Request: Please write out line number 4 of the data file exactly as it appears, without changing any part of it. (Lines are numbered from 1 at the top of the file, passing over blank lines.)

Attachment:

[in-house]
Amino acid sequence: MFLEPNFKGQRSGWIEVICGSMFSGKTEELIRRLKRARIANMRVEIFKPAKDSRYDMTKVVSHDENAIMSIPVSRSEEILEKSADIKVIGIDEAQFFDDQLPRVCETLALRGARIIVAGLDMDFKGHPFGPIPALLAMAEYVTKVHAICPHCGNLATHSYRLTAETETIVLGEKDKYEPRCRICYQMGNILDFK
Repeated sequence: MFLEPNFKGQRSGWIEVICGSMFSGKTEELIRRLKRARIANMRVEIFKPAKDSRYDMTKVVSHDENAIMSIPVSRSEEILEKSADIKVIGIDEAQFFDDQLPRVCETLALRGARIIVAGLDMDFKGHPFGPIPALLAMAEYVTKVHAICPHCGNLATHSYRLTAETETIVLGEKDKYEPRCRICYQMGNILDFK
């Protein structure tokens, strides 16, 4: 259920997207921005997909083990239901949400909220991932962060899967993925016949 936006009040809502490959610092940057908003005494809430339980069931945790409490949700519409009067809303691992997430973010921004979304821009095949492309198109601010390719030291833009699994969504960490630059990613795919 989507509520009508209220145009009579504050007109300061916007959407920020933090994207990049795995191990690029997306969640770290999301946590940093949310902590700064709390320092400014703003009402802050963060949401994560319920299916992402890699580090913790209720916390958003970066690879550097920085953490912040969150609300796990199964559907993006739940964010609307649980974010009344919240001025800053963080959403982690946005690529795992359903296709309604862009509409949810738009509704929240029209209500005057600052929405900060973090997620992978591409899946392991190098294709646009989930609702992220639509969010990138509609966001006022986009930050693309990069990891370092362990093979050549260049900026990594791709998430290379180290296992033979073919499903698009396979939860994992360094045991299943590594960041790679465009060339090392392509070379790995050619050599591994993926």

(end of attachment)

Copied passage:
């Protein structure tokens, strides 16, 4: 259920997207921005997909083990239901949400909220991932962060899967993925016949 936006009040809502490959610092940057908003005494809430339980069931945790409490949700519409009067809303691992997430973010921004979304821009095949492309198109601010390719030291833009699994969504960490630059990613795919 989507509520009508209220145009009579504050007109300061916007959407920020933090994207990049795995191990690029997306969640770290999301946590940093949310902590700064709390320092400014703003009402802050963060949401994560319920299916992402890699580090913790209720916390958003970066690879550097920085953490912040969150609300796990199964559907993006739940964010609307649980974010009344919240001025800053963080959403982690946005690529795992359903296709309604862009509409949810738009509704929240029209209500005057600052929405900060973090997620992978591409899946392991190098294709646009989930609702992220639509969010990138509609966001006022986009930050693309990069990891370092362990093979050549260049900026990594791709998430290379180290296992033979073919499903698009396979939860994992360094045991299943590594960041790679465009060339090392392509070379790995050619050599591994993926």